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 You are in: Under Secretary for Political Affairs > Bureau of South and Central Asian Affairs > Releases > Public Statements on South and Central Asian Policy > 2006

Interview With Satinder Bindra, CNN Senior Correspondent

Richard A. Boucher, Assistant Secretary for South and Central Asian Affairs
New Delhi, India
April 7, 2006

SATINDER BINDRA:How has this been like, Ambassador, your first trip here? Any big surprises? Or you’ve just sort of settled in real fast?

ASSISTANT SECRETARY BOUCHER: I think I’ve settled in fairly quickly. With a country like India, there’s always a lot of stuff you just don’t know, and so you go back, do your history, talk to your staff, and… I picked it up. I know the issues, I know where we want to go. I just don’t always know the history. Sometimes, the Indian side… they’re frank, they tell me how to do things, and…

SATINDER BINDRA: Ambassador, grave concern in South Asia, that Nepal is headed to perhaps becoming a failed state. How do you read it?

ASSISTANT SECRETARY BOUCHER: Well, I think we have a lot of concern, along with the countries of this region, that Nepal is headed in decidedly the wrong direction. The steps the King took a year ago to eliminate democracy and to try to run the country, they haven’t worked, and they’re not working, and they’re not going to work. The steps he’s taking now to arrest people, they’re not working. There needs to be a restoration of democracy. The political parties need to be able to stay together, move together, but then have a democracy, run the country democratically. And the Maoists really have to abandon this fight. Because they’re doing horrible things. They’re killing people, they’re going into villages, and they’re bombing people. There may be a partial cease-fire in the country now, but there’s still horrible things happening out there. The only way to solve this is for politics to come back and democracy to come back.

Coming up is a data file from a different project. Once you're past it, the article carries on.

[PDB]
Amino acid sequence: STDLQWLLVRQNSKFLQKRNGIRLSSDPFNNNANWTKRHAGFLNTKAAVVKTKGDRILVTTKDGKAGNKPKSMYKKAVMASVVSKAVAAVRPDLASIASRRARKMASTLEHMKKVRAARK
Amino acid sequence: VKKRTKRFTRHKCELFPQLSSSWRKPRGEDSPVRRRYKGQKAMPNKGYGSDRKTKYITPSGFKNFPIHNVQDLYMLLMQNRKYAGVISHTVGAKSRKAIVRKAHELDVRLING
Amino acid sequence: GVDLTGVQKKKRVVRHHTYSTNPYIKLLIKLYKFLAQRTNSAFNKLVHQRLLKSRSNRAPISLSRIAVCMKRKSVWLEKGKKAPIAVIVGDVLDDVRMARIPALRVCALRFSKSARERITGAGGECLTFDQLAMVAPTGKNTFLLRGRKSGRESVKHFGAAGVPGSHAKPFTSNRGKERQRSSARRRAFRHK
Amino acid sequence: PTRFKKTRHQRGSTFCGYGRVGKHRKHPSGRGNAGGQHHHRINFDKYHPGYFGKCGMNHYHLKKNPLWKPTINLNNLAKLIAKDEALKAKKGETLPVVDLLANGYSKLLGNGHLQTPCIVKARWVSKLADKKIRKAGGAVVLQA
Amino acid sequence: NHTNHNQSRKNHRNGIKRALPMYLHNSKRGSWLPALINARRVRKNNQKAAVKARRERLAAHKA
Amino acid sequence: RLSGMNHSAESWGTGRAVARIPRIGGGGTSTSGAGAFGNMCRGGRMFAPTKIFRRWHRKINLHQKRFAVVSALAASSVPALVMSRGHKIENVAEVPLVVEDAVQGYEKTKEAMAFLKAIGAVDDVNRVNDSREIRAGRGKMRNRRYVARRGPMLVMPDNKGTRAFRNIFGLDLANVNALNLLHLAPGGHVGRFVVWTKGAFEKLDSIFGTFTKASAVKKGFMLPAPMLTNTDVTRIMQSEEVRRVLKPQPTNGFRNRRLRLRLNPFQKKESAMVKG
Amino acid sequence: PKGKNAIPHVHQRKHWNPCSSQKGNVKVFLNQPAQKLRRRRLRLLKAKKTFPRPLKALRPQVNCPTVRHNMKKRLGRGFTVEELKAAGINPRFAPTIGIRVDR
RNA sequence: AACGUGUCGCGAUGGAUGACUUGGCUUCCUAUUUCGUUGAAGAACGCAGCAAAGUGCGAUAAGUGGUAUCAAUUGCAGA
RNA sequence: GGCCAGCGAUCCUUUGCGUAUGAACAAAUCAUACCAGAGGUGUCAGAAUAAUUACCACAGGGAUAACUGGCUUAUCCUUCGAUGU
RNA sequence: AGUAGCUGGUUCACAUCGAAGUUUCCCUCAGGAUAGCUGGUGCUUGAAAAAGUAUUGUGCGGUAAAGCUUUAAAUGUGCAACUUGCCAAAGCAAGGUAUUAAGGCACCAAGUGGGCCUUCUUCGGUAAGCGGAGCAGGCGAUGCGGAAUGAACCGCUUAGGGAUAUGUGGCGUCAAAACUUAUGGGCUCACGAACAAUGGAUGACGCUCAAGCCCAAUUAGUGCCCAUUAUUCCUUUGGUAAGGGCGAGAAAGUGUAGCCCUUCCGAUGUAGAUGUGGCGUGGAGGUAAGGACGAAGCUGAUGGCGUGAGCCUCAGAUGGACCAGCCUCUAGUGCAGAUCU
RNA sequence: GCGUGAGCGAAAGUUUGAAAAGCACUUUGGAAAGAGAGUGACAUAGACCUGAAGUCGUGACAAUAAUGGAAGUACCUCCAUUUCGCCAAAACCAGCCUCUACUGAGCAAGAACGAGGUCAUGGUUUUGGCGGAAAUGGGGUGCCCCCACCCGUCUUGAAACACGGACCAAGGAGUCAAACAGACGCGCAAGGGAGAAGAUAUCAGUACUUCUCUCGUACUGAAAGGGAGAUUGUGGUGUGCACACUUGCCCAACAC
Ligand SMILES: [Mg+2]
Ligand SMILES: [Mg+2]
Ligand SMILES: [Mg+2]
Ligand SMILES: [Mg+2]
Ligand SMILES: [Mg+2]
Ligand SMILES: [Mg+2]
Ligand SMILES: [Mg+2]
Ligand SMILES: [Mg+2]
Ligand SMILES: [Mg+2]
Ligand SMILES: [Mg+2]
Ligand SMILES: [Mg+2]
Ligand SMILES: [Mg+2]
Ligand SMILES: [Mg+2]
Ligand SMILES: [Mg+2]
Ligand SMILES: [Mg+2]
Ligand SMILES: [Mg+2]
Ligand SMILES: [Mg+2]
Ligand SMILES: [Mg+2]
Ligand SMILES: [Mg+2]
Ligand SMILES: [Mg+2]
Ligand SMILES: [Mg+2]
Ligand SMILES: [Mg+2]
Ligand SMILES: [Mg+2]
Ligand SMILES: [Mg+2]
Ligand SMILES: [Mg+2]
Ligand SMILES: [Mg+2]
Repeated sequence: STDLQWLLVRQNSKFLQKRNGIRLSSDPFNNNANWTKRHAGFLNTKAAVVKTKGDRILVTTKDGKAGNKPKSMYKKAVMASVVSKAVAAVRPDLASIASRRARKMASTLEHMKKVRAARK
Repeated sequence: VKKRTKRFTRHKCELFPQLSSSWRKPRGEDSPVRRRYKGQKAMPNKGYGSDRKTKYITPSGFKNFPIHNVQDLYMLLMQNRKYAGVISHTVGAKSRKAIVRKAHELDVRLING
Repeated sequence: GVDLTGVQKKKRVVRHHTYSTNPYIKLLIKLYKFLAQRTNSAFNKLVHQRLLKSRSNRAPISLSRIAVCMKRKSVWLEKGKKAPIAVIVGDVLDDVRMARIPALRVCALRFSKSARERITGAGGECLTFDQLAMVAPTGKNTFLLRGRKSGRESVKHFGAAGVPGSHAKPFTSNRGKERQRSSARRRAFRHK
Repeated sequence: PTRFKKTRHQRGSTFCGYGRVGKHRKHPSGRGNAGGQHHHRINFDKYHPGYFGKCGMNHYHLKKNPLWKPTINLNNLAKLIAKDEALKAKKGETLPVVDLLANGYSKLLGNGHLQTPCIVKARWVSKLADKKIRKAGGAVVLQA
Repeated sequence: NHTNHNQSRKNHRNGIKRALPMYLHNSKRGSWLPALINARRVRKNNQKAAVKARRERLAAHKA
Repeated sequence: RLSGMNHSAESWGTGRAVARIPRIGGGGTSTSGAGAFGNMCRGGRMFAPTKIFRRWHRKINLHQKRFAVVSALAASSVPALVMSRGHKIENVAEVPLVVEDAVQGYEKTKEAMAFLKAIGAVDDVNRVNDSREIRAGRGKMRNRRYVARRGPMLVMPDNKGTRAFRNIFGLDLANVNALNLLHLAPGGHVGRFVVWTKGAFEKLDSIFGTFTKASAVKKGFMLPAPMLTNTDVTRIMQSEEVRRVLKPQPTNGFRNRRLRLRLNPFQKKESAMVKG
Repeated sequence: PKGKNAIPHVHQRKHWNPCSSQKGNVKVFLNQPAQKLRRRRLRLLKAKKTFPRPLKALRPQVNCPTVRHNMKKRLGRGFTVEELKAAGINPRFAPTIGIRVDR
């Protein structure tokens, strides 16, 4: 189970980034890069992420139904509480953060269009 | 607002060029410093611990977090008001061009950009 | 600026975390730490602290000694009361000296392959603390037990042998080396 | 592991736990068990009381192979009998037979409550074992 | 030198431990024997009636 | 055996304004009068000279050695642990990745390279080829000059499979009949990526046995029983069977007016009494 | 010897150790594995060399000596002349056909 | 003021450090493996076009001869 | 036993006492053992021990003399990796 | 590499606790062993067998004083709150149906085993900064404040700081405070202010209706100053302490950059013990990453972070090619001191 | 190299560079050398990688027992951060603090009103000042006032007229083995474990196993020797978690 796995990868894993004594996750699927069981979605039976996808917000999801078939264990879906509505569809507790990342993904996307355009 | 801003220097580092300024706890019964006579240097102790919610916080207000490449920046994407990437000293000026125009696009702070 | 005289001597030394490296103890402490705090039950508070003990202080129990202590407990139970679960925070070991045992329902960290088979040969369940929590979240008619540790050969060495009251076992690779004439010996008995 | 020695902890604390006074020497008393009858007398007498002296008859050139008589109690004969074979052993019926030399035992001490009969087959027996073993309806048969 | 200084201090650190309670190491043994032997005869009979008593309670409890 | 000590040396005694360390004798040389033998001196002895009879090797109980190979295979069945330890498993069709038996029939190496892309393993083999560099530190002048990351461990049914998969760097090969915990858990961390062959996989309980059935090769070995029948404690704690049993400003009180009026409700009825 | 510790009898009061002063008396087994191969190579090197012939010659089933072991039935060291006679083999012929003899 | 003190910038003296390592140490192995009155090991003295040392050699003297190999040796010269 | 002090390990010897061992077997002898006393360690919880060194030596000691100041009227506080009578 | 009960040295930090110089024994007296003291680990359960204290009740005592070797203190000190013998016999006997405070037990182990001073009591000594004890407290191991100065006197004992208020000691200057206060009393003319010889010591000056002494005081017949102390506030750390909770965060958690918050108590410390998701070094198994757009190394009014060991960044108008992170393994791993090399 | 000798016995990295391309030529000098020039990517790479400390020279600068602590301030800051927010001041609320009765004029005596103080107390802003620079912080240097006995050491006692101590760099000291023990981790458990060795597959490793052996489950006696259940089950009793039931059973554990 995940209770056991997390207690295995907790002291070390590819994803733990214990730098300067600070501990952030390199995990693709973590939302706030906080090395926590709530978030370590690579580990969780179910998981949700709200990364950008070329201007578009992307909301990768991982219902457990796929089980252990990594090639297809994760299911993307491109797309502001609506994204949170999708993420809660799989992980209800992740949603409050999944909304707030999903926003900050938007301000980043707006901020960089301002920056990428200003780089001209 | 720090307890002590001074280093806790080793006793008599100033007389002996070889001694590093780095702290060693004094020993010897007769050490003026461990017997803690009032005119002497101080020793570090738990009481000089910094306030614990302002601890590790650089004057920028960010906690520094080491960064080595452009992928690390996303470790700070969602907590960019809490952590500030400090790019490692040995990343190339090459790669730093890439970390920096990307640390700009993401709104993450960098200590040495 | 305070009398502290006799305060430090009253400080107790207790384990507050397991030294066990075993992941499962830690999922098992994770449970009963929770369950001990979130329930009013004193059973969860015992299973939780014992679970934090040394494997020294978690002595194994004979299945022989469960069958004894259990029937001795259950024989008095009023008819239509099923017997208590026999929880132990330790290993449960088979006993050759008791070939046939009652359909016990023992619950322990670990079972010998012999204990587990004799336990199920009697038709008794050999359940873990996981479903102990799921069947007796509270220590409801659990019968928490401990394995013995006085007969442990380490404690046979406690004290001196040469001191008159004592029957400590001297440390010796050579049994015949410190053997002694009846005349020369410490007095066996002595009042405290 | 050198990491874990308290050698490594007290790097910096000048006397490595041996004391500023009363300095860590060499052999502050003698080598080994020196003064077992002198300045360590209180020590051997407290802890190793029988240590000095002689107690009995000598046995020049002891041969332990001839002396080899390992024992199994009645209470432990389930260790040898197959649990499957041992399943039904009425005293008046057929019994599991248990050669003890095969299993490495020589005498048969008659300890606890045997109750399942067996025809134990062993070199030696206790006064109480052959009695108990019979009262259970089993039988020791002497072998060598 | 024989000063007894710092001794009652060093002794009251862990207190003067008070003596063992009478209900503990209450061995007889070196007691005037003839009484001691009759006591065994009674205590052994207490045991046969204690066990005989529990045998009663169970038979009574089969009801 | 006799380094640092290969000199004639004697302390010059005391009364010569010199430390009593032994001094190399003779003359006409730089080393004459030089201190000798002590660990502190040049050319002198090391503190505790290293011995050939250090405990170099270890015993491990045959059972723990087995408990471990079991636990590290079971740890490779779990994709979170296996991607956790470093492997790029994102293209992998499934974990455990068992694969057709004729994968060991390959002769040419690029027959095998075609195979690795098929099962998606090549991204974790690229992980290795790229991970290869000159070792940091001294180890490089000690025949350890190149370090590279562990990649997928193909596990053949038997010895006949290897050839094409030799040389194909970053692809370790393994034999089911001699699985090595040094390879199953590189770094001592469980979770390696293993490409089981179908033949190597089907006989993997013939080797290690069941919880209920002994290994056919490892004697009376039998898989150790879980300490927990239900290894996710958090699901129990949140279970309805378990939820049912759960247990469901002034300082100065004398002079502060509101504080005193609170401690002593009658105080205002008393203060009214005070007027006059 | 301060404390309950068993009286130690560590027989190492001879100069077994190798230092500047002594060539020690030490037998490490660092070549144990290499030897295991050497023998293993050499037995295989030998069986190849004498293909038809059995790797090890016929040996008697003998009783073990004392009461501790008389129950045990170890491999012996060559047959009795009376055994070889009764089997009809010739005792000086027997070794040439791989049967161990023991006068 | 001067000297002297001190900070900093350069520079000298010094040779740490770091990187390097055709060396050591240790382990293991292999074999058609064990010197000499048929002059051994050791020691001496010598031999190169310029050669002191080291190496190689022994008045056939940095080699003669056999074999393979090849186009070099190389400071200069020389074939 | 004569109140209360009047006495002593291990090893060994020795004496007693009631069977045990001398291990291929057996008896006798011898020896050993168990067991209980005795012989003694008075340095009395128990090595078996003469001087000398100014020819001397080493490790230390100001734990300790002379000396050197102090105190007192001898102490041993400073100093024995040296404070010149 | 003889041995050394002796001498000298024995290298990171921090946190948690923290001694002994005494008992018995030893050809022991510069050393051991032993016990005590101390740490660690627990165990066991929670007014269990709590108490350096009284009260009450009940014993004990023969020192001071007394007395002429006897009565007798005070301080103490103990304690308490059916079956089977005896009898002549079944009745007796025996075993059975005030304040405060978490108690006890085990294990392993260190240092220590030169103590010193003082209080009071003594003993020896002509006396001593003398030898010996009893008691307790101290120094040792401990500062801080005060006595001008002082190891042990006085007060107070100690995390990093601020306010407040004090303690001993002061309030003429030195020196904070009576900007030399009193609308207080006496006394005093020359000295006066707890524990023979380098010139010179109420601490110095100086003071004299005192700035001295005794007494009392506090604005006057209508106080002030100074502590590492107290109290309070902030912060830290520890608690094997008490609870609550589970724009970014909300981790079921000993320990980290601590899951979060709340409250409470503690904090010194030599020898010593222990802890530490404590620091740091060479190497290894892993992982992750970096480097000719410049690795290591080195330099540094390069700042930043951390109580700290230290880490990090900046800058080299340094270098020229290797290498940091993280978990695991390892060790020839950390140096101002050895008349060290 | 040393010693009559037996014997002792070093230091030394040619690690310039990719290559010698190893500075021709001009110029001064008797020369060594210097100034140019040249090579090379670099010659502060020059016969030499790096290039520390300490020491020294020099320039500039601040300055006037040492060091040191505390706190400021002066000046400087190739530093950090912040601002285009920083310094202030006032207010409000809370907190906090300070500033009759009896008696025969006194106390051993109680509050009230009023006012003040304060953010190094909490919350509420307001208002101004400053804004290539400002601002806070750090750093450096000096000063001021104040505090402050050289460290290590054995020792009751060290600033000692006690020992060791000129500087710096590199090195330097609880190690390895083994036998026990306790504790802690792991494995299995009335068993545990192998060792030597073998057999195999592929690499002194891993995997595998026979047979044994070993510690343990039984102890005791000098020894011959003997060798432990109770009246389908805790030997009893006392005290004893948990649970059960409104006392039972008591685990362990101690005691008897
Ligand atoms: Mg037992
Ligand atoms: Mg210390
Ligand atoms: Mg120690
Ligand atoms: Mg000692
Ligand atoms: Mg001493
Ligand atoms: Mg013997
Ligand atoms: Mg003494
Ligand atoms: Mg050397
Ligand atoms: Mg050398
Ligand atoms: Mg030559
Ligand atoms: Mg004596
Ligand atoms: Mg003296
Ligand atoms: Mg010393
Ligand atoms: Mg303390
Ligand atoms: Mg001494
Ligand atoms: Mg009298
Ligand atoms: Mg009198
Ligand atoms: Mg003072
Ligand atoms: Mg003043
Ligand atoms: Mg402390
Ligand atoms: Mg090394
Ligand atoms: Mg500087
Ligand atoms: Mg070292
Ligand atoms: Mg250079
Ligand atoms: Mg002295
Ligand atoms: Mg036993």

SATINDER BINDRA:How can you engineer a political solution there? What do you have to do? What does the U.S. have to do?